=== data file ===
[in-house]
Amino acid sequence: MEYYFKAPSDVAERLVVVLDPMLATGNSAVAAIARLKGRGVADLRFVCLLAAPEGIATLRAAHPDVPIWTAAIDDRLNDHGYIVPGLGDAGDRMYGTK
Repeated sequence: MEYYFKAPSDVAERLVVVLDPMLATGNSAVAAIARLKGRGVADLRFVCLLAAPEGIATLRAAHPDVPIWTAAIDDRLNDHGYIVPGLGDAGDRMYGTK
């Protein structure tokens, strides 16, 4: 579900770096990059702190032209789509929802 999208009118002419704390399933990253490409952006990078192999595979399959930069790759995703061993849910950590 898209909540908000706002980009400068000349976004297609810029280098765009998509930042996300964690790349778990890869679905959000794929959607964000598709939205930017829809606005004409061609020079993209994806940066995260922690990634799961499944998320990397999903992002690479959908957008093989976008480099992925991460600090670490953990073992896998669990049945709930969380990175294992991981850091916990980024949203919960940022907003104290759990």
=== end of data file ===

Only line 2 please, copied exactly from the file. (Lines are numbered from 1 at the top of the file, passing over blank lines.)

Amino acid sequence: MEYYFKAPSDVAERLVVVLDPMLATGNSAVAAIARLKGRGVADLRFVCLLAAPEGIATLRAAHPDVPIWTAAIDDRLNDHGYIVPGLGDAGDRMYGTK